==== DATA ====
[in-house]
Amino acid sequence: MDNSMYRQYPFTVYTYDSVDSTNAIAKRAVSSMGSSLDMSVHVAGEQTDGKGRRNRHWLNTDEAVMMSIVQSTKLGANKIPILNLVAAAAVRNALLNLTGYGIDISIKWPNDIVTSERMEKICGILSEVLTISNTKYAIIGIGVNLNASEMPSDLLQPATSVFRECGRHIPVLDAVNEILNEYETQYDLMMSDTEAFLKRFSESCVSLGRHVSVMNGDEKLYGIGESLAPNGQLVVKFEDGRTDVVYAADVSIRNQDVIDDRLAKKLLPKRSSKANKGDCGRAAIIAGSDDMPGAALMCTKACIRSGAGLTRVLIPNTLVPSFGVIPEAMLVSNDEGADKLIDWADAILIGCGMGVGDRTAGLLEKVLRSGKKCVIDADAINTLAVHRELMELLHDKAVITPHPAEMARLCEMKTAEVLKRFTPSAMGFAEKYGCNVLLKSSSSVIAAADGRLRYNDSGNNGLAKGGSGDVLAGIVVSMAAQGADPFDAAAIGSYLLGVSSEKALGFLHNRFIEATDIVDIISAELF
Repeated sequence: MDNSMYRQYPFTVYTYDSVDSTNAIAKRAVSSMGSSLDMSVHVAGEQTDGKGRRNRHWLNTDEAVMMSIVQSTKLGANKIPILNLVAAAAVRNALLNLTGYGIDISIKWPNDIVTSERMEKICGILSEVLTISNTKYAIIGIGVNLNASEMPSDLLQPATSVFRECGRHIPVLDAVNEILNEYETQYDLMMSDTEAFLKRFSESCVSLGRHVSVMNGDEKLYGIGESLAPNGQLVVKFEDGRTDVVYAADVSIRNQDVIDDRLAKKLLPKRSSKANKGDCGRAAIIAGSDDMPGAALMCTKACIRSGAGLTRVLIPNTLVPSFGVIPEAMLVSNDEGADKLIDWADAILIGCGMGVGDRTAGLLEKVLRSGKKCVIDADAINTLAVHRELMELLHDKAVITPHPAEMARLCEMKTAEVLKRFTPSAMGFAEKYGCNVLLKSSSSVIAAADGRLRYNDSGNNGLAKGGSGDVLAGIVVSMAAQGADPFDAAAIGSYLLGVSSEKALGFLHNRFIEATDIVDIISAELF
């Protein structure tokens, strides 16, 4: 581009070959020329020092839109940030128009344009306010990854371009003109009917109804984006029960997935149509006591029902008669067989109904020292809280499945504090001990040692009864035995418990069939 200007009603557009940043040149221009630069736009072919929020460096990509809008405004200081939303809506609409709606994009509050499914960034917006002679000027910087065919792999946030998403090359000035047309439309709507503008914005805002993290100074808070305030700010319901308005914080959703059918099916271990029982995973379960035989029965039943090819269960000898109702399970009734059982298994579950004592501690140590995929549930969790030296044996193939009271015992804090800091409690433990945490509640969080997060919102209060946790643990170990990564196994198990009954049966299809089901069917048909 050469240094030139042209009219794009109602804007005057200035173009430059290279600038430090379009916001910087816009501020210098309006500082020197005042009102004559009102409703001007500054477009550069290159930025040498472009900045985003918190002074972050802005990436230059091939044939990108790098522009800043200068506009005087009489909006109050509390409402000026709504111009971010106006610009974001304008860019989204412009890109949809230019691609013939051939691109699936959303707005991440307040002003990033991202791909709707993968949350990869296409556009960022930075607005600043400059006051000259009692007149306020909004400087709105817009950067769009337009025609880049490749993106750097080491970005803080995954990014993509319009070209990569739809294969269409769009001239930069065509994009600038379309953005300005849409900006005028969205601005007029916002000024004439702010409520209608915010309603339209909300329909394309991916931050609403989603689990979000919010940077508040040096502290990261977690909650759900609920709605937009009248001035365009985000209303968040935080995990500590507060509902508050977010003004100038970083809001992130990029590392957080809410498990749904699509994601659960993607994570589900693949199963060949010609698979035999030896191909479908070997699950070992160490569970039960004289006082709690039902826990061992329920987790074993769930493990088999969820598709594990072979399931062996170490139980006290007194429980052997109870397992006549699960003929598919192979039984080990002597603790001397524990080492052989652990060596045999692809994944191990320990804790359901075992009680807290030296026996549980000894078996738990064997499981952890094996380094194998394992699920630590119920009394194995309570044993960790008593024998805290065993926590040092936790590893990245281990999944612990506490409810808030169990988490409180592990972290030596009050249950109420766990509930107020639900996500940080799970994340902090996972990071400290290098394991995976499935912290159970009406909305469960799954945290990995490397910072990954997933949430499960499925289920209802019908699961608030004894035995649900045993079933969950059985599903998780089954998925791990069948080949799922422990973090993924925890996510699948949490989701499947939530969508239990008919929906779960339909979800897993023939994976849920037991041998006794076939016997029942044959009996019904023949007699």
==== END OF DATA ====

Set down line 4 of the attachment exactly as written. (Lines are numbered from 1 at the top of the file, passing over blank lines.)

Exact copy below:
């Protein structure tokens, strides 16, 4: 581009070959020329020092839109940030128009344009306010990854371009003109009917109804984006029960997935149509006591029902008669067989109904020292809280499945504090001990040692009864035995418990069939 200007009603557009940043040149221009630069736009072919929020460096990509809008405004200081939303809506609409709606994009509050499914960034917006002679000027910087065919792999946030998403090359000035047309439309709507503008914005805002993290100074808070305030700010319901308005914080959703059918099916271990029982995973379960035989029965039943090819269960000898109702399970009734059982298994579950004592501690140590995929549930969790030296044996193939009271015992804090800091409690433990945490509640969080997060919102209060946790643990170990990564196994198990009954049966299809089901069917048909 050469240094030139042209009219794009109602804007005057200035173009430059290279600038430090379009916001910087816009501020210098309006500082020197005042009102004559009102409703001007500054477009550069290159930025040498472009900045985003918190002074972050802005990436230059091939044939990108790098522009800043200068506009005087009489909006109050509390409402000026709504111009971010106006610009974001304008860019989204412009890109949809230019691609013939051939691109699936959303707005991440307040002003990033991202791909709707993968949350990869296409556009960022930075607005600043400059006051000259009692007149306020909004400087709105817009950067769009337009025609880049490749993106750097080491970005803080995954990014993509319009070209990569739809294969269409769009001239930069065509994009600038379309953005300005849409900006005028969205601005007029916002000024004439702010409520209608915010309603339209909300329909394309991916931050609403989603689990979000919010940077508040040096502290990261977690909650759900609920709605937009009248001035365009985000209303968040935080995990500590507060509902508050977010003004100038970083809001992130990029590392957080809410498990749904699509994601659960993607994570589900693949199963060949010609698979035999030896191909479908070997699950070992160490569970039960004289006082709690039902826990061992329920987790074993769930493990088999969820598709594990072979399931062996170490139980006290007194429980052997109870397992006549699960003929598919192979039984080990002597603790001397524990080492052989652990060596045999692809994944191990320990804790359901075992009680807290030296026996549980000894078996738990064997499981952890094996380094194998394992699920630590119920009394194995309570044993960790008593024998805290065993926590040092936790590893990245281990999944612990506490409810808030169990988490409180592990972290030596009050249950109420766990509930107020639900996500940080799970994340902090996972990071400290290098394991995976499935912290159970009406909305469960799954945290990995490397910072990954997933949430499960499925289920209802019908699961608030004894035995649900045993079933969950059985599903998780089954998925791990069948080949799922422990973090993924925890996510699948949490989701499947939530969508239990008919929906779960339909979800897993023939994976849920037991041998006794076939016997029942044959009996019904023949007699």